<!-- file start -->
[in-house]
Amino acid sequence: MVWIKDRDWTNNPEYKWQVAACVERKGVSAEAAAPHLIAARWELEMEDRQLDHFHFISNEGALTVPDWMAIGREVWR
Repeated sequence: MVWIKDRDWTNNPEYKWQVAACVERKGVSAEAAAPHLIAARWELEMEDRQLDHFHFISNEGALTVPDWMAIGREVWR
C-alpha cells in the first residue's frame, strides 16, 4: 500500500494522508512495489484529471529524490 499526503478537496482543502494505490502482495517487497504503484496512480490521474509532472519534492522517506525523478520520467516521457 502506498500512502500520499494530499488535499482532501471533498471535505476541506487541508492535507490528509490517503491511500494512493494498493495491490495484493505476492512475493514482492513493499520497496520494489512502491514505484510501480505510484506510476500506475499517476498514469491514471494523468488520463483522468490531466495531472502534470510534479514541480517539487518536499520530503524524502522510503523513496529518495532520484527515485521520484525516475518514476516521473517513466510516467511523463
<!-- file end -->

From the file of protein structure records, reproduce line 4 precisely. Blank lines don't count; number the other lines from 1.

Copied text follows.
C-alpha cells in the first residue's frame, strides 16, 4: 500500500494522508512495489484529471529524490 499526503478537496482543502494505490502482495517487497504503484496512480490521474509532472519534492522517506525523478520520467516521457 502506498500512502500520499494530499488535499482532501471533498471535505476541506487541508492535507490528509490517503491511500494512493494498493495491490495484493505476492512475493514482492513493499520497496520494489512502491514505484510501480505510484506510476500506475499517476498514469491514471494523468488520463483522468490531466495531472502534470510534479514541480517539487518536499520530503524524502522510503523513496529518495532520484527515485521520484525516475518514476516521473517513466510516467511523463